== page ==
Although I try to finish the stories started in this blog, I sometimes lose track of providing updates. I recently got an email from a local reader, Brenda B., who had a few questions for me. As I read them over, I thought that others might be wondering about some of the same things, so I decided to answer her questions here. If any of you have questions, please let me know and I’ll do my best to answer those at some point too!
1. Did the little twins ever at least halfway catch up? Their Mom had normal babies this year, right? Did you ever figure out what happened?
Actually, The teeny-tiny ones (blog dated March 11, 2015) eventually grew into fairly normal-sized sheep. Like many of our ram lambs who don’t quite make the cut as a breeding ram, Oleg was sold at auction last November. His sister Odessa was supposed to stay here, but when a gal from Minnesota who wanted to start a flock fell in love with her, Odessa was sold with a group of ewe lambs. She was still quite small at the time (although catching up), so I honestly didn’t think she would breed last fall — but she did! This past May 15th, at about fourteen months of age, she delivered an eleven-pound ram lamb! Both Odessa and her son are doing great, and I hope to get an update from their shepherd when I see her at the Wisconsin Sheep and Wool Festival in September.
Their dam, Natasha, went on to deliver twins (Petra and Piotr) this year. They were a bit small but close to our flock average, and they have grown very well. There is no way to know exactly why her first babies were so small, but I believe it was due to poor nutrition in the first trimester — not that we weren’t feeding her well, but that the other ewes were pushing her away from the feeders. We always split up each feeding among many feeders to avoid this issue, but some girls with a “soft” temperament still become intimidated sometimes. If this happened to Natasha in the first trimester, the placentas for her fetuses would have been deficient and unable to supply the nutrition they needed as they grew, no matter how good Natasha’s nutrition was at that point! As a result, the lambs would have been teeny-tiny — as they were. I can’t know for sure that this is what happened, but knowing Natasha a bit better now, this wouldn’t surprise me. She is very easily intimidated by other ewes in a variety of circumstances.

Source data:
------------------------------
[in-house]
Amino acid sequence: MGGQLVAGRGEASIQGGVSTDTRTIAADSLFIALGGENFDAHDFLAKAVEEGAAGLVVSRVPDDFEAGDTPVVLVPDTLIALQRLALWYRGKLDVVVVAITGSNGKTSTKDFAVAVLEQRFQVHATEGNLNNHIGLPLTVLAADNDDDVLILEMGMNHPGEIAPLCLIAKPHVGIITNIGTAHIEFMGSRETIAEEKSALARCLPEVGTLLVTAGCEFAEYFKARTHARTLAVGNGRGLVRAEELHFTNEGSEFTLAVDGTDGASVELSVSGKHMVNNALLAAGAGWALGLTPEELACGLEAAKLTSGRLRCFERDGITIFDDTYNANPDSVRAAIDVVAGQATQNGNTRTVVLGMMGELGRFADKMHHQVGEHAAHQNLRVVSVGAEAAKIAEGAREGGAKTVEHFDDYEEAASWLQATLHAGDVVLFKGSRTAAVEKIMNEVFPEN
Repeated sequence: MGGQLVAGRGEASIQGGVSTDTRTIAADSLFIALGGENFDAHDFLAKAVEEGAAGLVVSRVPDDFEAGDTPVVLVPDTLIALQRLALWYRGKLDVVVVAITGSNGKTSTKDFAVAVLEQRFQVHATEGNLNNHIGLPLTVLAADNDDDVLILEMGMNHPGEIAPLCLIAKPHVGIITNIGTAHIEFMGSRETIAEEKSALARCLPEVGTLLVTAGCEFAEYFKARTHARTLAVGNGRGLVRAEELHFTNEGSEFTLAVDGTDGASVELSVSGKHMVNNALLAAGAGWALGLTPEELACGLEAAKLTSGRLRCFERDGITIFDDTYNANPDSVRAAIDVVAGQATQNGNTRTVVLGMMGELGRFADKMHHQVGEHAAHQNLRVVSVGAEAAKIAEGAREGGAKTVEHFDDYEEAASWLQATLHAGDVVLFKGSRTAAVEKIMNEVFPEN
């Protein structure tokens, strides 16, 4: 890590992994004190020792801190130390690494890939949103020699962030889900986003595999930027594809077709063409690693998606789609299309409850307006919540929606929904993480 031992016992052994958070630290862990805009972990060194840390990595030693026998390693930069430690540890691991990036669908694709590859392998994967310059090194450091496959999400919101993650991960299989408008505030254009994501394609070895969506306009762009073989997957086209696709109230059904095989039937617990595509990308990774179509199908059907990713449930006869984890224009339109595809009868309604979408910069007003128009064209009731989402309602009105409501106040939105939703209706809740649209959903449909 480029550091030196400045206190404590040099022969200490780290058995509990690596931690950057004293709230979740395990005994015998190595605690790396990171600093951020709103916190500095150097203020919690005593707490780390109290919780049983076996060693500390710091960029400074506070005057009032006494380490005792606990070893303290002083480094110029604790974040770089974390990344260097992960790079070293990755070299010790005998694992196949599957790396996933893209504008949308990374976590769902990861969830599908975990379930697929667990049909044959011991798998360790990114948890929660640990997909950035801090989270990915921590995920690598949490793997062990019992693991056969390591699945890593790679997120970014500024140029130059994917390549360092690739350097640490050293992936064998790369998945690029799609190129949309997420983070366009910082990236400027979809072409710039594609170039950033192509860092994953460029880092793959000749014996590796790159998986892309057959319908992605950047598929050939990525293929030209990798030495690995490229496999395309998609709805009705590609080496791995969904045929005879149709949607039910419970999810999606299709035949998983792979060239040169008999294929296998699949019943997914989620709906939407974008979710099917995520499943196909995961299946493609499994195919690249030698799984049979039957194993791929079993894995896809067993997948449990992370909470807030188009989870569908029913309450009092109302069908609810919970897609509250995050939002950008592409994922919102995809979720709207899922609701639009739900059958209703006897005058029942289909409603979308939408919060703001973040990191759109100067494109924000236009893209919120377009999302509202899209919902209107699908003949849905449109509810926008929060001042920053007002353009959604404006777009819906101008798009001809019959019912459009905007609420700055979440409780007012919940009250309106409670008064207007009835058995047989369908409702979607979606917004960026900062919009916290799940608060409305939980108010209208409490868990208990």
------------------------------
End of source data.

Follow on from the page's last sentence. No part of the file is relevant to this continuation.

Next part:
2. How is smiling McKinley’s butt? Did she heal up? I think about her because her fleece is in my closet.
I just checked McKinley’s back end two days ago, and she is starting to grow a bit of “fluff” in the bald areas. I can’t guarantee that it will all come back, but it certainly looks as if most of it should return to normal. Because it isn’t very long yet, I can’t tell you whether the color will be different from her typical silver. It isn’t unusual for a sheep’s fleece in injured areas to change color as a result of the injury, and surprisingly, it’s usually darker! This is one story that won’t be fully completed until shearing in late January 2017!
3. How can you sew with your sore wrists?
Mending sheep coats after my carpal tunnel surgery is proceeding very slowly! Since surgery on the left hand happened in early June, that one is working much better now. It was actually much more difficult to mend coats pre-surgery when that hand was numb. Now that I’ve had the carpal tunnel release, neither hand goes numb anymore, so doing pretty much anything with them is a bit easier. At least I can feel what I am doing! Yet the right hand will present some problems for the next week or two. The stitches came out this morning, and I’m very limited as to what I can and cannot do with it yet.
I’m using my no-sew approach to replacing elastic in some of the easiest coats, which simply involves tying a bunch of very tight knots. Right now I’m using a combination of left hand and teeth to get them tight enough! That pile of coats is about half finished. I have another pile that I will work on after I finish these, but they’ll be a little more labor-intensive. By the time I finish with those, I should be able to use the right hand more and can likely work on the rest with the sewing machine.
Last winter I was doing nearly everything with two numb hands — including carrying 50-pound bales by the twine! That was probably the most difficult task, since I had to see the twine in order to (visually) maneuver my hands to grab and pick up the bales. I’m thankful that my hands are no longer numb, and although the temporarily limited strength is an issue, I know it won’t last for long! For the time being, I’m finding ways to work around it!